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This Week in Review: The Coronavirus Fight Progresses

This week has revealed many major decisions and advancements regarding COVID-19, while also illuminating aspects of both human kindness and utter disregard for health amidst tightening social distancing regulations worldwide. Here are some highlights from March 23 to March 27.

Monday, March 23, 2020

After a sunny weekend in Washington, D.C., Mayor Muriel Bowser executed her plan to close down major pedestrian passageways and roads leading to the Tidal Basin, a popular, monument-clad spot to view the cherry blossoms. The decision was made as a response to crowds flocking to see the blooms, per tradition, while ignoring authorities’ urges to stay home this year.

Taking advantage of increased demand for products ranging from household staple Lysol to canned soup, sellers on Amazon have started to gauge prices exponentially. Amazon suspended nearly 4,000 merchant accounts in the United States on account of this activity. There is still coronavirus-related scarcity in the marketplace, allowing for fraudulent commerce to take place.

Shinzo Abe, Japan’s prime minister, announced that postponing the 2020 Tokyo Summer Olympics, set to take begin on July 24th, is a possibility. On March 24, the decision was formally carried out by the prime minister and International Olympics Committee. 

People continued displaying ingenuity amidst moments of uncertainty. “Communal singing,” which involves standing on your balcony and sharing or listening to a tune– vocal or instrumental– has grown popular in cities from Madrid to Chicago, with classics like “Livin’ on a Prayer” or Jackson 5’s “ABC” lifting spirits. 

Tuesday, March 24, 2020.

India announced a lockdown, set in place for 21 days. Prime Minister Narendra Modi said that if India does not “handle these 21 days well, then [the] country… will go backwards by 21 years” Modi’s televised address to the nation prompted frantic flocks of people to crowd stores in search of supplies. 

During his Tuesday briefing, President Trump confirmed that he still wants “the country opened up and just raring to go by Easter,” which includes opening borders, reopening the economy, and getting citizens back to work. 

Image via Unsplash

White House officials have also informed those who have recently left New York City that they should self-quarantine for 14 days. The CDC has backed up the decision in an online statement, as New York City’s confirmed cases have steadily risen, representing almost half of all cases in the U.S.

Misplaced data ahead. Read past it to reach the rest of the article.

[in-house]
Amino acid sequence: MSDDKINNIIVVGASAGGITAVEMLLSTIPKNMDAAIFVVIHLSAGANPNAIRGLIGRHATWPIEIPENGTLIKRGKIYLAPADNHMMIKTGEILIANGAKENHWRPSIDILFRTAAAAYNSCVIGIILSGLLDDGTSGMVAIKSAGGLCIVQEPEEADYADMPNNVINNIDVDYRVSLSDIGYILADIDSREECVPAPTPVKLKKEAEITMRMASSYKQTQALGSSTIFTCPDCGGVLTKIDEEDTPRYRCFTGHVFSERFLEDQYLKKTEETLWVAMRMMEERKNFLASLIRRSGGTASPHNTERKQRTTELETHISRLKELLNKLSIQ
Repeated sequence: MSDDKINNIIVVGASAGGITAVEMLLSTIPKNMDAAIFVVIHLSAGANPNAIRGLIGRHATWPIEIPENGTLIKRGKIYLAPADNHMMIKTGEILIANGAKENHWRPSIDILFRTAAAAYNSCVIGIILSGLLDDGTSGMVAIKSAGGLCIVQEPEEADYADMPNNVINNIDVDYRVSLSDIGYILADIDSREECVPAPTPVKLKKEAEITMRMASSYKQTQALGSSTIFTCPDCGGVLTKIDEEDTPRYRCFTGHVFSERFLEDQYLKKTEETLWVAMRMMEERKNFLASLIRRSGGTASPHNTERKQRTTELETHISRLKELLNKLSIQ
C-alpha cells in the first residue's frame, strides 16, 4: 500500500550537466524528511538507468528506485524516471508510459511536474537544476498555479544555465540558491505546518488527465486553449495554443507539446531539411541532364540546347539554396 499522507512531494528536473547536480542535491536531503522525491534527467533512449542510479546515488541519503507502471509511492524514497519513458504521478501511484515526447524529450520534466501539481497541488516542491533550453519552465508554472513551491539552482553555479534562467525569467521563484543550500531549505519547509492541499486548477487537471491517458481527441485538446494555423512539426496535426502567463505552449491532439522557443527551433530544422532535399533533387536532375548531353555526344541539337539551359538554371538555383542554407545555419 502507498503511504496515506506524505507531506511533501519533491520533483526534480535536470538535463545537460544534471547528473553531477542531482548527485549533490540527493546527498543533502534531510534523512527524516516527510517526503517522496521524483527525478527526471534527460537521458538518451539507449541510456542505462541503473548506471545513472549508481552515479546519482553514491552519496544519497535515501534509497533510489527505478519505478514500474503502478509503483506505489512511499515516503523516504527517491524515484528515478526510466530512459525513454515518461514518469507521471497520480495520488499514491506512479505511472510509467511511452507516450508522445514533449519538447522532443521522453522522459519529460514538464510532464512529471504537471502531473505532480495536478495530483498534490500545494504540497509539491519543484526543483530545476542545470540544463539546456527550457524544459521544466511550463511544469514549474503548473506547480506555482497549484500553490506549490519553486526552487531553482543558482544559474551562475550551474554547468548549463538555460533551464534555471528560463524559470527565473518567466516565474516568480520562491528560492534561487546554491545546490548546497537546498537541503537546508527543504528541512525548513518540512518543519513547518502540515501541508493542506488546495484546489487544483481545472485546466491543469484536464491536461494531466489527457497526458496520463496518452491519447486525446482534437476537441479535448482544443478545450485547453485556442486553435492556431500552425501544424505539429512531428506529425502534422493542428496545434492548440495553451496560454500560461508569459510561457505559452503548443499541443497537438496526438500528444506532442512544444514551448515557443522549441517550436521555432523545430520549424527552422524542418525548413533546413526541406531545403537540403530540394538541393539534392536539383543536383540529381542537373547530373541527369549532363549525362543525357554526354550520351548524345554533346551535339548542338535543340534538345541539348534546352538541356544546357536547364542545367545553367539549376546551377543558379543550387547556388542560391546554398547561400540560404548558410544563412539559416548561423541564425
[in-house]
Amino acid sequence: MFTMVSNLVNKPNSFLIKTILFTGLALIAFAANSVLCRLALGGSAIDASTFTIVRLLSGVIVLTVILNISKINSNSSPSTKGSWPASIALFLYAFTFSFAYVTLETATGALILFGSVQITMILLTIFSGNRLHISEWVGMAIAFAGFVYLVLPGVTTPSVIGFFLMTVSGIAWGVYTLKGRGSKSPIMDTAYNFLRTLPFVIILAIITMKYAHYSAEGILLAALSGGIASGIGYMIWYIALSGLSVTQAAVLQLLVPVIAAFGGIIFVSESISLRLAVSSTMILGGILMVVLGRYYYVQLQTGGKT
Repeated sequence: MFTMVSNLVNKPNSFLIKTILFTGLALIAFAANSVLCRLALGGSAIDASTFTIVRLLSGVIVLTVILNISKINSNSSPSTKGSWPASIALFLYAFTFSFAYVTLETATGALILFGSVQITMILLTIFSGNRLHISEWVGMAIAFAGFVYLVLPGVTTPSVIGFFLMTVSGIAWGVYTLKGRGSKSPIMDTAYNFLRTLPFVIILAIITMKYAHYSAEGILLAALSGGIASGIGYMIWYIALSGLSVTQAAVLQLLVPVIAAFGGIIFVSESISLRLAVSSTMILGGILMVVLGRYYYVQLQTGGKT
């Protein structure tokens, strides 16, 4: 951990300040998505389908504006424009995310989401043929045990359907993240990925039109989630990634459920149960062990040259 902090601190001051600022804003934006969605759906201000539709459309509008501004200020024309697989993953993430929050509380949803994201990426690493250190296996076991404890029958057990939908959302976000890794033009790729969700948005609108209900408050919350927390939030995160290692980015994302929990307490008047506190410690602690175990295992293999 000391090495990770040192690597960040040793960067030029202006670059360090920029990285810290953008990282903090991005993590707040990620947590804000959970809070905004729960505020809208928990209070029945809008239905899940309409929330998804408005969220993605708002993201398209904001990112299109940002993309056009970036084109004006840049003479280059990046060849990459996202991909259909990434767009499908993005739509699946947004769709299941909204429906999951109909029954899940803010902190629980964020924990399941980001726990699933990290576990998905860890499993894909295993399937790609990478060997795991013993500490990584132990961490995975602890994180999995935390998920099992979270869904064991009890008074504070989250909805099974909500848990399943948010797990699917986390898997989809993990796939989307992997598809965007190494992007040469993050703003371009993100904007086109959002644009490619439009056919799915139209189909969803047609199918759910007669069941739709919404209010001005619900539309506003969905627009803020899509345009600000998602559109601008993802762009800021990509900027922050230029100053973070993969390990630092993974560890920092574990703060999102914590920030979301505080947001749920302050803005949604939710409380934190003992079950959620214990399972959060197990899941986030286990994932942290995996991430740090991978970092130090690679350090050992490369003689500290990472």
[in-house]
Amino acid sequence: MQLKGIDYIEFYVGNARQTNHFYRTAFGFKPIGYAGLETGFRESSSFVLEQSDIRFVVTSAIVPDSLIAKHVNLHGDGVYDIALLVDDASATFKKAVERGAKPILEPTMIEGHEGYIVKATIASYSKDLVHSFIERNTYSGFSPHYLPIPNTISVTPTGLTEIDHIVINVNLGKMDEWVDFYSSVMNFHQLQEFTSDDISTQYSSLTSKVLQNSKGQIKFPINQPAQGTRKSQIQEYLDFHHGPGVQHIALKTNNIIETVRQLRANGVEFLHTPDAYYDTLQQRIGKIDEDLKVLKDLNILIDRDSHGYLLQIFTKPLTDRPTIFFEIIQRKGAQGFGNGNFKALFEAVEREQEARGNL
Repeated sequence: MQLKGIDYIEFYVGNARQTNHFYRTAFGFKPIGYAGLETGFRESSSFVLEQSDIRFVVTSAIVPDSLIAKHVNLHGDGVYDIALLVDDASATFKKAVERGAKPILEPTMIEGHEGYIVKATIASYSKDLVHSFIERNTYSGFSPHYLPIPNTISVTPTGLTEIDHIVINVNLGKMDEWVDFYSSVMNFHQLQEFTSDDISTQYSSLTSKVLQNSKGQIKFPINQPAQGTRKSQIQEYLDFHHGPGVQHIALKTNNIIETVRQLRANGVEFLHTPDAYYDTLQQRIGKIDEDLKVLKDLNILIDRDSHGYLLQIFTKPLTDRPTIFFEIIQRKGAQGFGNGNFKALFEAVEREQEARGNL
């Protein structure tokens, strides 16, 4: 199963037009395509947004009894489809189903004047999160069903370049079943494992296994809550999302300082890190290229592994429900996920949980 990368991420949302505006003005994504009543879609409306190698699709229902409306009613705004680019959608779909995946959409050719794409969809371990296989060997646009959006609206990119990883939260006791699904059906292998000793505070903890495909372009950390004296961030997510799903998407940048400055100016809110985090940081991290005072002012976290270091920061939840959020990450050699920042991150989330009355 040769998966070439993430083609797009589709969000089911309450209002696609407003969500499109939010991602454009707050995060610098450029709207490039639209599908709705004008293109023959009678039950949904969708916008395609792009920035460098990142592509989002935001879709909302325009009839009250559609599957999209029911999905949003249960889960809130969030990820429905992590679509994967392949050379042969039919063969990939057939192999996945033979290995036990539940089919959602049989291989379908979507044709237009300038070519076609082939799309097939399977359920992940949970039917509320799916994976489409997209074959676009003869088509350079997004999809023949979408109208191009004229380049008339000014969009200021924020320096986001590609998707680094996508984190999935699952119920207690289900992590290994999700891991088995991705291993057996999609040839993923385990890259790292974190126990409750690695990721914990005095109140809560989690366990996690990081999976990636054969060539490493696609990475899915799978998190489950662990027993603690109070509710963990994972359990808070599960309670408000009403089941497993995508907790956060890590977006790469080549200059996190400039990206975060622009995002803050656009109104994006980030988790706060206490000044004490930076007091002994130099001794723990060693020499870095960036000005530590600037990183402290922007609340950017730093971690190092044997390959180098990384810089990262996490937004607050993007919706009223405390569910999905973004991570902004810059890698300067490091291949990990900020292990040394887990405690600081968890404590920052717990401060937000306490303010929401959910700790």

Wednesday, March 25, 2020.

The White House and Senate finally agreed on a $2 trillion stimulus deal after days of bipartisan tensions. The package became one of the most costly and far-reaching measures to be taken in Congressional history. According to CNN, “key elements of the proposal are $250 billion set aside for direct payments to individuals and families, $350 billion in small business loans, $250 billion in unemployment insurance benefits and $500 billion in loans for distressed companies.” The U.S. House of Representatives approved the bill on Thursday. 

Prince Charles of Wales tested positive for the virus and took the subsequent decision of self-isolation in Scotland, alongside the Duchess of Cornwall. According to a spokesman, he “otherwise remains in good health.” 

Thursday, March 26, 2020.

Thursday ushered in the highest number of unemployment claims in the United States (3.3 million) since the Department of Labor started filing them.

For people returning to Vietnam by plane, Vietnam issued orders to quarantine in camps if they are asymptomatic. Symptomatic individuals are taken to hospitals after screening. On Thursday, Vietnam had no confirmed deaths and only 148 infections, perhaps because of stricter measures than neighboring countries. 

Italy’s day-to-day case rise is starting to slow down, but overall cases are still increasing. Experts say the country is “still at risk of the virus resuming its extraordinary, deadly trajectory,” according to The Washington Post. 

To end on a high note, a New Jersey family organized “Club Quarantine” in their garage for a son’s 21st birthday, in lieu of going to an actual bar or club. The celebration, documented via TikTok, went viral and led many people to praise the family for its creativity. 

Image via Unsplash

Friday, March 27, 2020.

British Prime Minister Boris Johnson tested positive for the virus. He wrote on Twitter that he is self-isolating but “will continue to lead the government’s response via video-conference.” 

A historic coronavirus trial has been set in motion: the World Health Organization has enrolled patients from Norway and Spain to test four new drugs. 

Italy reported 919 deaths in a single day, the largest single-day toll reported by any country thus far. 

On Friday, President Trump also invoked the Defense Production Act, a federal law originally enacted in 1950 at the start of the Korean War. According to the U.S. Department of Homeland Security, the act is “the primary source of Presidential authorities to expedite and expand the supply of resources from the U.S. industrial base to support military, energy, space, and homeland security programs.” Trump invoked the act to get General Motors, a major vehicle manufacturer, to produce more ventilators for the public. 

Because of face mask shortages, many people are turning to their sewing talents to offer more. Companies and individuals alike are pitching in, including some resourceful youngsters like Northern Virginia resident Skylar Raiyn Johnson. A 12-year-old fashion designer, Johnson has already made 200 masks (and counting), even posting on Instagram Live to teach others how to duplicate the efforts. 

 

Featured image via Unsplash

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